Study: Trees Might Be Able To Sleep
They don’t snore, but might creak during their slumbers. For the first time, trees have been shown to undergo physical changes at night that can be likened to sleep, or at least to day-night cycles that have been observed experimentally in smaller plants.
Branches of birch trees have now been seen drooping by as much as 10 centimetres at the tips towards the end of the night.
“It was a very clear effect, and applied to the whole tree,” says András Zlinszky of the Centre for Ecological Research in Tihany, Hungary. “No one has observed this effect before at the scale of whole trees, and I was surprised by the extent of the changes.”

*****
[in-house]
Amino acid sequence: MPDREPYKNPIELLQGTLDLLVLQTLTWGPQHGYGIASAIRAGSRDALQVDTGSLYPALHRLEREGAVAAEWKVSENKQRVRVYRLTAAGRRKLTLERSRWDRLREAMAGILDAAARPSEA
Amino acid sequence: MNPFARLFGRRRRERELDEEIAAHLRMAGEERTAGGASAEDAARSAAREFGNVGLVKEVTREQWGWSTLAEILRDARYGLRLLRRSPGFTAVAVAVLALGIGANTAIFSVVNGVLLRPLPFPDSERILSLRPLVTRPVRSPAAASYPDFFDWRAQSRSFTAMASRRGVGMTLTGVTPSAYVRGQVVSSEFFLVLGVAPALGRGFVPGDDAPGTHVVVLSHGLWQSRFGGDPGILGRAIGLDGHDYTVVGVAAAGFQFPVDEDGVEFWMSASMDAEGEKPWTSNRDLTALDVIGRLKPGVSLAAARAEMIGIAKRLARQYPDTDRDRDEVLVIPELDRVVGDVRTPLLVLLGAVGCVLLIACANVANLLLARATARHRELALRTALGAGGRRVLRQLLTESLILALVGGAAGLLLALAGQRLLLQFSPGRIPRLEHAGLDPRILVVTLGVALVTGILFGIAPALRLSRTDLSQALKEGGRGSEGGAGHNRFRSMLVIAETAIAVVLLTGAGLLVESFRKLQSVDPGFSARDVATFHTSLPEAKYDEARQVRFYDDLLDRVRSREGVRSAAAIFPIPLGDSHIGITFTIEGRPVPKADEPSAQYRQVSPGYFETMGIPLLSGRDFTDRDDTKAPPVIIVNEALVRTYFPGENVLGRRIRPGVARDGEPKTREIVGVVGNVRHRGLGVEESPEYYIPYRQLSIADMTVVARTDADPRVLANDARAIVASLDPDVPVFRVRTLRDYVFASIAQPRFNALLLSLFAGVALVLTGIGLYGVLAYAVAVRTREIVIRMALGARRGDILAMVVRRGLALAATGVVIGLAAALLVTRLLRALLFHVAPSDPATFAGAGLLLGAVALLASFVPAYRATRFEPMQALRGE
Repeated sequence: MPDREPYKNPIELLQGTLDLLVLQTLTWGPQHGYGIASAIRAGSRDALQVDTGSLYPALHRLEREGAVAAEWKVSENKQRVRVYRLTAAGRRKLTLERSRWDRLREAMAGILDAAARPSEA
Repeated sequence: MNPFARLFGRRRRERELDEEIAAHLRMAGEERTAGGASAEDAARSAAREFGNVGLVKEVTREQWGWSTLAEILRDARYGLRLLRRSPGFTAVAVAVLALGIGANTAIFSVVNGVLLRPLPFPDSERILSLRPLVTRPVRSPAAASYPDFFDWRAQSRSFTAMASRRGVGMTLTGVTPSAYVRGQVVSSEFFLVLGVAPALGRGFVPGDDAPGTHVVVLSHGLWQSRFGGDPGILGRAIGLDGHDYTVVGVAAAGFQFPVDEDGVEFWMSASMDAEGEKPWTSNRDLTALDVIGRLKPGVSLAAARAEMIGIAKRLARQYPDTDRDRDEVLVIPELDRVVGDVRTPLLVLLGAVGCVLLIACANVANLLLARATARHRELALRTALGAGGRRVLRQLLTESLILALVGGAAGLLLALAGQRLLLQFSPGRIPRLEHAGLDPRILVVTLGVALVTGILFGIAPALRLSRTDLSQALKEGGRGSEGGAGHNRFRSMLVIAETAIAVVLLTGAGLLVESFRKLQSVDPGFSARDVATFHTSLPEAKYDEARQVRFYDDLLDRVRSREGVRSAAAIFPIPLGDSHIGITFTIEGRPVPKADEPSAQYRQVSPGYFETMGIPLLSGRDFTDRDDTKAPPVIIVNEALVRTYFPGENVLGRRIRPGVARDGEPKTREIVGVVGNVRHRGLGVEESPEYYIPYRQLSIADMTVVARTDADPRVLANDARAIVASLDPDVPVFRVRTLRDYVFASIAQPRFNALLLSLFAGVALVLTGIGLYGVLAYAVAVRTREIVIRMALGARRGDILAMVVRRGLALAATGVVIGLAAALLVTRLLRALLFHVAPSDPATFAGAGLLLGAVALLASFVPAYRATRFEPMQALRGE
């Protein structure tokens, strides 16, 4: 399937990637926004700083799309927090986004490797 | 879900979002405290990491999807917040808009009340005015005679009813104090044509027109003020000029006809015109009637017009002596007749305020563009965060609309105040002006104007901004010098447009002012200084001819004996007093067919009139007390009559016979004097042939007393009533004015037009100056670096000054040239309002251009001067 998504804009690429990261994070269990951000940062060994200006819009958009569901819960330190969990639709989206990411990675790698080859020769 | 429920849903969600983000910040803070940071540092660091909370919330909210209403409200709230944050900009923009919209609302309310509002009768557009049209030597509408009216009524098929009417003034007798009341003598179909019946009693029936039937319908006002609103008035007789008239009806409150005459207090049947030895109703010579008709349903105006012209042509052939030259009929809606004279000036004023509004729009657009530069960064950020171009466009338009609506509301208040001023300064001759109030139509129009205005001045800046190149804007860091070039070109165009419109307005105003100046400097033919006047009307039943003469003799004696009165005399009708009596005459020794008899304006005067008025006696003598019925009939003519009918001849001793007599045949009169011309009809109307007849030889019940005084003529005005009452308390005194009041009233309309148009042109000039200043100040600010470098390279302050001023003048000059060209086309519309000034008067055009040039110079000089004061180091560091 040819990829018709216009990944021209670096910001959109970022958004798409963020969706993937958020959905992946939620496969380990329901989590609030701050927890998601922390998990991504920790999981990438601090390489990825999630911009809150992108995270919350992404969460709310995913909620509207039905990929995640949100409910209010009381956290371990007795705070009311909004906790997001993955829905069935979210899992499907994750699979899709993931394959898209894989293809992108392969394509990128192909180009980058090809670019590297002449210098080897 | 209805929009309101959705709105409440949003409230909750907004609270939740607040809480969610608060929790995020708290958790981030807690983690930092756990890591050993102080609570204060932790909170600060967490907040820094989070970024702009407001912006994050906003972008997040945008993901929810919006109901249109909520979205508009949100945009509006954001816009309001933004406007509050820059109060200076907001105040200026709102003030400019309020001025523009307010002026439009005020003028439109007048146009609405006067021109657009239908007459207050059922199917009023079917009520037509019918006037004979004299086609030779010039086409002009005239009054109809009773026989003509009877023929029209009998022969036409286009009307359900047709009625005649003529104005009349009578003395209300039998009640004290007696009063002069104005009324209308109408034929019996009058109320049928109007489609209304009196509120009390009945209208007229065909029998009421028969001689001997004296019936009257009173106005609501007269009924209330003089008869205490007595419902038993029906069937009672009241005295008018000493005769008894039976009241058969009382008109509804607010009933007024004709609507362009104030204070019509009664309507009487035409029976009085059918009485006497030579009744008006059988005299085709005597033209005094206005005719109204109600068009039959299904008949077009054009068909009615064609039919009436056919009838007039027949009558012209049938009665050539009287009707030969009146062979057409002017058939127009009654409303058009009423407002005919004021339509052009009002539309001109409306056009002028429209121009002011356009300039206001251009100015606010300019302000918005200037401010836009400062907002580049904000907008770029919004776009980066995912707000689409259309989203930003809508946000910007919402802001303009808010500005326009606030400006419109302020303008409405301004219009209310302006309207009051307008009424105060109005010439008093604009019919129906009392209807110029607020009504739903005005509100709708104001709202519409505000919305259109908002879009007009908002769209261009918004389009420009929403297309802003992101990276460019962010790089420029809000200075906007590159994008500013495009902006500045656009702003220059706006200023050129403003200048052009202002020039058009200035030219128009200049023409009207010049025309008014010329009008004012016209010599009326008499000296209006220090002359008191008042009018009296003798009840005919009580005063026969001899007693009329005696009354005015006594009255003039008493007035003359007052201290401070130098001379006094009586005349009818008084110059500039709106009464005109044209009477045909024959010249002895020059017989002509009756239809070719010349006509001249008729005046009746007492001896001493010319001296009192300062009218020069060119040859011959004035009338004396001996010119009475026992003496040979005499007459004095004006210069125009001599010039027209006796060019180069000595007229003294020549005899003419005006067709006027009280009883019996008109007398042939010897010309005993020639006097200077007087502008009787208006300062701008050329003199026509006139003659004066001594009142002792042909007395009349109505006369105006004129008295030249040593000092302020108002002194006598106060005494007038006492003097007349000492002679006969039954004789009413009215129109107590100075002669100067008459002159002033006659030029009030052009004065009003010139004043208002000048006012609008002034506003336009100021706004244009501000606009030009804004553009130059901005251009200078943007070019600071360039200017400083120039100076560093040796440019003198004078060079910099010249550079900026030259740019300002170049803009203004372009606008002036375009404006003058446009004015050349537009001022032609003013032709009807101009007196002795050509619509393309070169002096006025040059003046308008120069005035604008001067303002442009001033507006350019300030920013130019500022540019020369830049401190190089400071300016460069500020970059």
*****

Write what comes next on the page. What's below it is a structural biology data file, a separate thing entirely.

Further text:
Zlinszky and his colleagues scanned trees in Austria and Finland with laser beams between sunset and sunrise. From the time it takes beams to bounce back from branches and leaves, they could measure the movements of each tree, in three dimensions and at resolutions of centimetres.
Drooping in the dark
“The experiment is the first of its kind,” says team-member Eetu Puttonen of the Finnish Geospatial Research Institute in Masala. “These studies have only been done before in small plants, but here, it was possible to do it outside in fully grown trees.”
The team scanned two birch trees, one in Finland and one in Austria, each over the course of a single night. They made 11 scans of the Finnish tree, approximately one per hour, and 77 of the Austrian tree, around one every 10 minutes. Puttonen says they used laser scanning, rather than observing movement photographically, so they didn’t have to illuminate the trees with light that could have affected the outcome.
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